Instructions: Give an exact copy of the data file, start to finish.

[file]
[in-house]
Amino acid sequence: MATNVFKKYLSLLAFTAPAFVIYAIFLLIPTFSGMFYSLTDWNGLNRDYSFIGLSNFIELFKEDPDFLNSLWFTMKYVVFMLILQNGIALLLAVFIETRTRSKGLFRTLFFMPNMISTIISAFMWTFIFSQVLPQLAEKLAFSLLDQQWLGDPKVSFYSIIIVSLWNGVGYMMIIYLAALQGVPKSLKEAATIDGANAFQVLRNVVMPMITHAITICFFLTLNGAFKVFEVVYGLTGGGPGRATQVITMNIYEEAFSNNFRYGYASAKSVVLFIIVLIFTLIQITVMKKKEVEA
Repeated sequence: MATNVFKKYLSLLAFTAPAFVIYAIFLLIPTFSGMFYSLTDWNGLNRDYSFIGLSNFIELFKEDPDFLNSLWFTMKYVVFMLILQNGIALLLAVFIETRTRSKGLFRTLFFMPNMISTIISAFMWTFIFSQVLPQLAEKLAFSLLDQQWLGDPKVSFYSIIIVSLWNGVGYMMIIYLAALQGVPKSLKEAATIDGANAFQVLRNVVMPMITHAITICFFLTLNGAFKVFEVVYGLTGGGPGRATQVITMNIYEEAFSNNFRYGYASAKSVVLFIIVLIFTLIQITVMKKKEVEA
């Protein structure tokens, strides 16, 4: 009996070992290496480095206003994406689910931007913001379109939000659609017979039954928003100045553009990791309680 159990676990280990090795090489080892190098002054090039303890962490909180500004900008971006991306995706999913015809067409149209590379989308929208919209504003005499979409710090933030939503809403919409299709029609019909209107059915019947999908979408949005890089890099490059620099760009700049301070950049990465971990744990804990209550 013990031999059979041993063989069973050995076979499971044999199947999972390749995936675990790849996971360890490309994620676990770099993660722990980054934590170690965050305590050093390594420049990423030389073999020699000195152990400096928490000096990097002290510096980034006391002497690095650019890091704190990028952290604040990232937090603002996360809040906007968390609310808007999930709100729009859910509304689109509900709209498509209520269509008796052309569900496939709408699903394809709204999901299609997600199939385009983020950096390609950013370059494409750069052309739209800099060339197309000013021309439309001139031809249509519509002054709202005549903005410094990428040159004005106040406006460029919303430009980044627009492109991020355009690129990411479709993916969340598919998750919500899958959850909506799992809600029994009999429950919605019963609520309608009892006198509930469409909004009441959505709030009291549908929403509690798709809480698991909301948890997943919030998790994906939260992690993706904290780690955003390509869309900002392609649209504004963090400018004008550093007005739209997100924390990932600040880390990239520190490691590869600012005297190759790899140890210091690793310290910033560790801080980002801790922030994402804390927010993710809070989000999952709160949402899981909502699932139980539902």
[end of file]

[in-house]
Amino acid sequence: MATNVFKKYLSLLAFTAPAFVIYAIFLLIPTFSGMFYSLTDWNGLNRDYSFIGLSNFIELFKEDPDFLNSLWFTMKYVVFMLILQNGIALLLAVFIETRTRSKGLFRTLFFMPNMISTIISAFMWTFIFSQVLPQLAEKLAFSLLDQQWLGDPKVSFYSIIIVSLWNGVGYMMIIYLAALQGVPKSLKEAATIDGANAFQVLRNVVMPMITHAITICFFLTLNGAFKVFEVVYGLTGGGPGRATQVITMNIYEEAFSNNFRYGYASAKSVVLFIIVLIFTLIQITVMKKKEVEA
Repeated sequence: MATNVFKKYLSLLAFTAPAFVIYAIFLLIPTFSGMFYSLTDWNGLNRDYSFIGLSNFIELFKEDPDFLNSLWFTMKYVVFMLILQNGIALLLAVFIETRTRSKGLFRTLFFMPNMISTIISAFMWTFIFSQVLPQLAEKLAFSLLDQQWLGDPKVSFYSIIIVSLWNGVGYMMIIYLAALQGVPKSLKEAATIDGANAFQVLRNVVMPMITHAITICFFLTLNGAFKVFEVVYGLTGGGPGRATQVITMNIYEEAFSNNFRYGYASAKSVVLFIIVLIFTLIQITVMKKKEVEA
């Protein structure tokens, strides 16, 4: 009996070992290496480095206003994406689910931007913001379109939000659609017979039954928003100045553009990791309680 159990676990280990090795090489080892190098002054090039303890962490909180500004900008971006991306995706999913015809067409149209590379989308929208919209504003005499979409710090933030939503809403919409299709029609019909209107059915019947999908979408949005890089890099490059620099760009700049301070950049990465971990744990804990209550 013990031999059979041993063989069973050995076979499971044999199947999972390749995936675990790849996971360890490309994620676990770099993660722990980054934590170690965050305590050093390594420049990423030389073999020699000195152990400096928490000096990097002290510096980034006391002497690095650019890091704190990028952290604040990232937090603002996360809040906007968390609310808007999930709100729009859910509304689109509900709209498509209520269509008796052309569900496939709408699903394809709204999901299609997600199939385009983020950096390609950013370059494409750069052309739209800099060339197309000013021309439309001139031809249509519509002054709202005549903005410094990428040159004005106040406006460029919303430009980044627009492109991020355009690129990411479709993916969340598919998750919500899958959850909506799992809600029994009999429950919605019963609520309608009892006198509930469409909004009441959505709030009291549908929403509690798709809480698991909301948890997943919030998790994906939260992690993706904290780690955003390509869309900002392609649209504004963090400018004008550093007005739209997100924390990932600040880390990239520190490691590869600012005297190759790899140890210091690793310290910033560790801080980002801790922030994402804390927010993710809070989000999952709160949402899981909502699932139980539902």